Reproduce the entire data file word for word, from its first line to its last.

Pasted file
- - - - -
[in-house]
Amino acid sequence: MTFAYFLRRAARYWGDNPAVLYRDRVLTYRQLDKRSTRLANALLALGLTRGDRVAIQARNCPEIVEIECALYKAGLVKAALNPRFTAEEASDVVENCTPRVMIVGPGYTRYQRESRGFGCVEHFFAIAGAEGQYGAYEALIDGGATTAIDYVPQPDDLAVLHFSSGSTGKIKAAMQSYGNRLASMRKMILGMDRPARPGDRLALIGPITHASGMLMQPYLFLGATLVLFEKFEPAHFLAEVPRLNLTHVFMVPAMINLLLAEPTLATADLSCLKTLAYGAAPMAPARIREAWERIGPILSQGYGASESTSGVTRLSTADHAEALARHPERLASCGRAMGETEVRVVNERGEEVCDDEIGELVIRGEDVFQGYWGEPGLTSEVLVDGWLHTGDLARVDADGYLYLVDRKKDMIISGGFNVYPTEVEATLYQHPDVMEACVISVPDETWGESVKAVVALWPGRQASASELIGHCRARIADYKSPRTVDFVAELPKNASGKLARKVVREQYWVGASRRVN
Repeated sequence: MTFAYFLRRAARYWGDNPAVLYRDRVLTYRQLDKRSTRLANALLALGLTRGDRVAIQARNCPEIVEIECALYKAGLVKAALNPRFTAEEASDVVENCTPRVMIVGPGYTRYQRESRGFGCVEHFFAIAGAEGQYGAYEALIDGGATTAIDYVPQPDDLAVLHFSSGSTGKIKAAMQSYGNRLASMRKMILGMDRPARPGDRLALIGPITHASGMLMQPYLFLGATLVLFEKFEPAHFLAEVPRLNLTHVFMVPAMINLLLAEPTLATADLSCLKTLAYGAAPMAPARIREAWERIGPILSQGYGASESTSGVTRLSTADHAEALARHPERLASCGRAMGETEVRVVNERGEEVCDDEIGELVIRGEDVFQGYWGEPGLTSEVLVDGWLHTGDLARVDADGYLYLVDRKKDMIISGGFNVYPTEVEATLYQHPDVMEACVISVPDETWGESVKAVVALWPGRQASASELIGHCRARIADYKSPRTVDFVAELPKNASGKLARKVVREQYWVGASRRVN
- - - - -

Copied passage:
[in-house]
Amino acid sequence: MTFAYFLRRAARYWGDNPAVLYRDRVLTYRQLDKRSTRLANALLALGLTRGDRVAIQARNCPEIVEIECALYKAGLVKAALNPRFTAEEASDVVENCTPRVMIVGPGYTRYQRESRGFGCVEHFFAIAGAEGQYGAYEALIDGGATTAIDYVPQPDDLAVLHFSSGSTGKIKAAMQSYGNRLASMRKMILGMDRPARPGDRLALIGPITHASGMLMQPYLFLGATLVLFEKFEPAHFLAEVPRLNLTHVFMVPAMINLLLAEPTLATADLSCLKTLAYGAAPMAPARIREAWERIGPILSQGYGASESTSGVTRLSTADHAEALARHPERLASCGRAMGETEVRVVNERGEEVCDDEIGELVIRGEDVFQGYWGEPGLTSEVLVDGWLHTGDLARVDADGYLYLVDRKKDMIISGGFNVYPTEVEATLYQHPDVMEACVISVPDETWGESVKAVVALWPGRQASASELIGHCRARIADYKSPRTVDFVAELPKNASGKLARKVVREQYWVGASRRVN
Repeated sequence: MTFAYFLRRAARYWGDNPAVLYRDRVLTYRQLDKRSTRLANALLALGLTRGDRVAIQARNCPEIVEIECALYKAGLVKAALNPRFTAEEASDVVENCTPRVMIVGPGYTRYQRESRGFGCVEHFFAIAGAEGQYGAYEALIDGGATTAIDYVPQPDDLAVLHFSSGSTGKIKAAMQSYGNRLASMRKMILGMDRPARPGDRLALIGPITHASGMLMQPYLFLGATLVLFEKFEPAHFLAEVPRLNLTHVFMVPAMINLLLAEPTLATADLSCLKTLAYGAAPMAPARIREAWERIGPILSQGYGASESTSGVTRLSTADHAEALARHPERLASCGRAMGETEVRVVNERGEEVCDDEIGELVIRGEDVFQGYWGEPGLTSEVLVDGWLHTGDLARVDADGYLYLVDRKKDMIISGGFNVYPTEVEATLYQHPDVMEACVISVPDETWGESVKAVVALWPGRQASASELIGHCRARIADYKSPRTVDFVAELPKNASGKLARKVVREQYWVGASRRVN